Beads

19th century (made)
Image of Gallery in South Kensington
On display at V&A South Kensington
Glass, Room 131
Artist/Maker
Place Of Origin

These glass beads are of the kind known as ‘trade’, ‘aggry’ or, sometimes, ‘slave’ beads. They are usually associated with West Africa but were originally created in Europe, particularly Venice, Bohemia and the Netherlands. The history of trade beads dates to the 15th century when Portuguese trading ships arrived on the coast of West Africa to exploit its many resources, including gold, slaves, ivory and palm oil. At that time, beads were a major part of the currency exchanged for people and products. Over the following four centuries millions of beads were traded to Africa and by the 19th century European bead makers were producing a wide variety of designs specifically for the African trade.

Some designs were particularly popular, such as the millefiori (‘thousand flower’) form seen here, which reinvented an ancient technique from western Asia to produce colourful beads formed of many small cross-sections of multicoloured canes fused together or embedded into a matrix.


object details
Categories
Object Type
Materials and Techniques
Millefiori glass, variegated
Brief Description
32 glass 'trade' beads, made in Italy (Venice), 19th century, for European trade in Africa (part of set of 56 beads)
Physical Description
32 glass beads of opaque variegated glass (millefiori technique)
Gallery Label
Glass beads Europe, particularly Venice, Bohemia (now the Czech Republic) and the Netherlands 1830-1910 These glass beads are of the kind known as 'trade', 'aggry' or, sometimes, 'slave' beads. Made in Europe for use in trade in West Africa, they were given to the Museum by Moses Lewin Levin, a London bead merchant. The beads were produced according to demand, which could vary from region to region, resulting in many thousands of different designs. Glass Museum nos. 4551:1 to 3-1901, 4552:1-1901, 4553:1-1901, 4554:1 to 3-1901, 1051:2 to 4-1904, 1054-1904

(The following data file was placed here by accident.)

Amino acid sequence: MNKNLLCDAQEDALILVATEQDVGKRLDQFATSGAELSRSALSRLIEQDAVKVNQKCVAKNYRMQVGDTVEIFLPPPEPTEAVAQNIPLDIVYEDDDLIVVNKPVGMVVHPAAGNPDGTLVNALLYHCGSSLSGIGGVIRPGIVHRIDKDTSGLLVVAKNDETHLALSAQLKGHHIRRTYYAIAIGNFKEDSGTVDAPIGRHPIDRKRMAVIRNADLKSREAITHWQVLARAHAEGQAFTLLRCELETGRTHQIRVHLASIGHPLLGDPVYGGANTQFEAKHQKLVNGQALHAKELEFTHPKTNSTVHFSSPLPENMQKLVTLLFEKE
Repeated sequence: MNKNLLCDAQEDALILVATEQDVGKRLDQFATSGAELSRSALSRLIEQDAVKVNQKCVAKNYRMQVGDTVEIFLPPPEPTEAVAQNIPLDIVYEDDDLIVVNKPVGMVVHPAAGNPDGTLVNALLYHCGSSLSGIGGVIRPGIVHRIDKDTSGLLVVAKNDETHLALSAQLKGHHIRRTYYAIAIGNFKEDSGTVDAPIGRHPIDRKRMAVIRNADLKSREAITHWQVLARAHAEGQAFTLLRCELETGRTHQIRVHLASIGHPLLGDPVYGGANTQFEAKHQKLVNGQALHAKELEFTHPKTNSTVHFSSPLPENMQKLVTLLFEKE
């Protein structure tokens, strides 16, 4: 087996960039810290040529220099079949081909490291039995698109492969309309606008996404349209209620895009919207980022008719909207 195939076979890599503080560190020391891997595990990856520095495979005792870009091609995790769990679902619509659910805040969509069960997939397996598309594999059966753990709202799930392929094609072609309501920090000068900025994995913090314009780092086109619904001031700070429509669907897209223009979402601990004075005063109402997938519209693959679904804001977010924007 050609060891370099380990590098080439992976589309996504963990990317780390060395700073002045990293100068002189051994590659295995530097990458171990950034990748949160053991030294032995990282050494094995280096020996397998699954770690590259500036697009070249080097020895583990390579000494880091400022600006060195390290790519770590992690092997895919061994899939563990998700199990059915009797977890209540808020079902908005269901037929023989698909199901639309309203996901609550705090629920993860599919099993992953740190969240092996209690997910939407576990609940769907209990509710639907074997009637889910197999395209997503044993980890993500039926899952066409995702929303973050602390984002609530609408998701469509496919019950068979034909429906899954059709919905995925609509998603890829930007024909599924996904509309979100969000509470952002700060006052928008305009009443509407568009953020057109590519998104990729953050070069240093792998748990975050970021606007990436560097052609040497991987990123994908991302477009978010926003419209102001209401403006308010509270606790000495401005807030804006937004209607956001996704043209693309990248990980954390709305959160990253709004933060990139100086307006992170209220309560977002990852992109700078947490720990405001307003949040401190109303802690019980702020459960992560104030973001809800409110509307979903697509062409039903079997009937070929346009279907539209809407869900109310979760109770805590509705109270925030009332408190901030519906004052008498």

Credit line
Transferred from the Museum of Practical Geology
Object history
These beads were given to the Museum of Practical Geology, located at Jermyn Street, London. The Museum was established in 1835 to illustrate 'the mineral wealth of the United Kingdom and [its] colonies' and contained examples of industrial and artistic products made from raw materials mined from the earth. Its displays included glass and ceramic ware. Some of the collections were transferred to the Victoria and Albert Museum in 1901.



The donor of the beads was Moses Lewin Levin, a London bead merchant whose import-export business operated from 1839 to 1913. Most of the beads he dealt in appear to be Venetian although in 1898 the Levin Company was listed as an importer of Venetian, Bohemian and German beads. The British Museum has an important collection of glass trade beads (including some on sample cards) acquired in 1865 from Lewin Levin. (See – The History of Beads, from 30,000 BC to the Present, Lois Sherr Dubin, London: Thames & Hudson, 1987, p10.)
Historical context
The accessions register notes that the beads were 'made in imitation of ancient Egyptian beads for use in the African slave trade'.
Summary
These glass beads are of the kind known as ‘trade’, ‘aggry’ or, sometimes, ‘slave’ beads. They are usually associated with West Africa but were originally created in Europe, particularly Venice, Bohemia and the Netherlands. The history of trade beads dates to the 15th century when Portuguese trading ships arrived on the coast of West Africa to exploit its many resources, including gold, slaves, ivory and palm oil. At that time, beads were a major part of the currency exchanged for people and products. Over the following four centuries millions of beads were traded to Africa and by the 19th century European bead makers were producing a wide variety of designs specifically for the African trade.



Some designs were particularly popular, such as the millefiori (‘thousand flower’) form seen here, which reinvented an ancient technique from western Asia to produce colourful beads formed of many small cross-sections of multicoloured canes fused together or embedded into a matrix.
Associated Object
Bibliographic Reference
Beads featured in V&A web theme 'Trade Beads' [http://www.vam.ac.uk/collections/periods_styles/hiddenhistories/tradebeads/index.html]
Collection
Accession Number
4552:1-1901

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record createdJuly 12, 2006
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